Stretching is an easy and effective way to make sure that baking doesn’t become a major pain. In this article I’ll discuss stretches that are specific to bakers.
There are different types of stretches: Static stretching means holding a position for a set period of time, while dynamic stretching means continuing to move through a stretch. Dynamic stretching has been shown to have the greatest benefit for avoiding aches and pains, but it is suggested to use both together.
Static stretches only need to be held for 20 seconds to be effective. Try doing two to three sets of 20-second holds, stretching the muscle groups that tend to give you the most hassle at the end of the day. When holding, try stretching the muscle so that you can feel the stretch, but not to the point where it feels painful.
Hold your arm out straight in front of you, bend your wrist with your fingers pointing downward, and with your opposite hand pull back on the hand of the arm you are stretching. You should feel this stretch in the muscles on the top of your arm. Hold this for the 20 seconds, and then bend your wrist the other way with your fingers upwards and pull the hand back towards you again. Repeat this twice and then change arms.
Dynamic stretching gets your muscles used to the movement and builds up tolerance for your actual work.
Prepare for heavy lifting by starting with some basic back twists, knee bends, and arm circles. The idea is to start with smaller movements, and build up to larger ones that go beyond the range you would actually use.
Begin with bending your knees 20 degrees, stand up straight, and bend to 40 degrees. Stand up straight again, and keep repeating these movements until you are right down close to the ground. This should take about 30 seconds, or so, and you can also hold onto the counter for stability while doing this. This formula can be used with any joints.
If you are moving on to kneading or piping, then get your arms ready for the task. Make circles with your shoulder, elbow, and wrist joints. Just rotate them in the air in front of yourself for 30 seconds, making the circles gradually larger. Again, try to get a range that is larger what you will be using. If your work task, or “working zone” requires you to move your shoulder 45 degrees to each side, then make your circles 60 degrees or more. This will make it easier for your body to get to that 45 degree mark when you’re actually doing the task. This will prepare your muscles and joints so that you feel less aches and pains when you’re done.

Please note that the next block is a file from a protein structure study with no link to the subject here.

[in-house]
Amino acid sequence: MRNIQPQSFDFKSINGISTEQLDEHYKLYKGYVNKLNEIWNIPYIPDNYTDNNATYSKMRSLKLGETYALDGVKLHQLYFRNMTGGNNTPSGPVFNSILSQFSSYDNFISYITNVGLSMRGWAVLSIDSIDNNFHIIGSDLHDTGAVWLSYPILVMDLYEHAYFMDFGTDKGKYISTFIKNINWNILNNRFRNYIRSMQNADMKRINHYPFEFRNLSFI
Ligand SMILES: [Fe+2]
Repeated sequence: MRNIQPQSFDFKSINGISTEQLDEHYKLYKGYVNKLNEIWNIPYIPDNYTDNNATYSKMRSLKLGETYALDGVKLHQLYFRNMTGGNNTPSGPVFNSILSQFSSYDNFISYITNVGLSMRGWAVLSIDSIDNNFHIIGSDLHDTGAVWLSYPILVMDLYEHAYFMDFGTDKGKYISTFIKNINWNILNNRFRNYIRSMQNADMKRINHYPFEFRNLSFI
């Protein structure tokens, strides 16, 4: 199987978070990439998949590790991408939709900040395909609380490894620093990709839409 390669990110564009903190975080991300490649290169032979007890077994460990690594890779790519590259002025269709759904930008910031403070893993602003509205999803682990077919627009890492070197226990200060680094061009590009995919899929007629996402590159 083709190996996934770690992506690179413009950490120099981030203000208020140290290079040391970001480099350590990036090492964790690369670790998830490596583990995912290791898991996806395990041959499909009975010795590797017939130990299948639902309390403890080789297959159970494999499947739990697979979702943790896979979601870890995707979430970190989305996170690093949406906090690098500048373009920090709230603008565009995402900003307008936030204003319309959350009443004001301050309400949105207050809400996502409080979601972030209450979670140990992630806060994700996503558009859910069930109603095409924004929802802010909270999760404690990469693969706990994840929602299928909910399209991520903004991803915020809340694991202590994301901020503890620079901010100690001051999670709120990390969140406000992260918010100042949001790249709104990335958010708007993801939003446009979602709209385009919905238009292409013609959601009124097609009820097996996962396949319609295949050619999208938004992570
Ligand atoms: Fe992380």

Throughout your shift, and especially when getting back from a break, repeat the key stretches. Make sure to take frequent breaks and change position frequently.
If you’re feeling muscle and joint soreness, applying heat can help relieve some pain. Try a beanbag or heating pad; 10 minutes of heat should be enough for pain relief. If you’re having a hot shower, then let the water run over the sore area for about 20 minutes.
Massage therapy can help get to the areas and the deeper parts of the muscles that you just can’t do yourself. Massage therapy can help increase strength, improve function and reduce pain. Don’t try and work through the pain as that will make things worse. Your body will tell you when it needs help. Don’t ignore your body, it knows what it is talking about.
A massage therapist for 17 years, Chris has been involved in the profession as a professor, program creator, Pan-Am Lead Medical Professional, and Head RMT for Western University Track & Field and Cross Country.
Preventing muscle aches & Strain
Your muscles are your tools: You “knead” to learn ways to protect them from damage.
Your physically demanding career means that you should treat your muscles like a professional athlete to avoid aches and pains.
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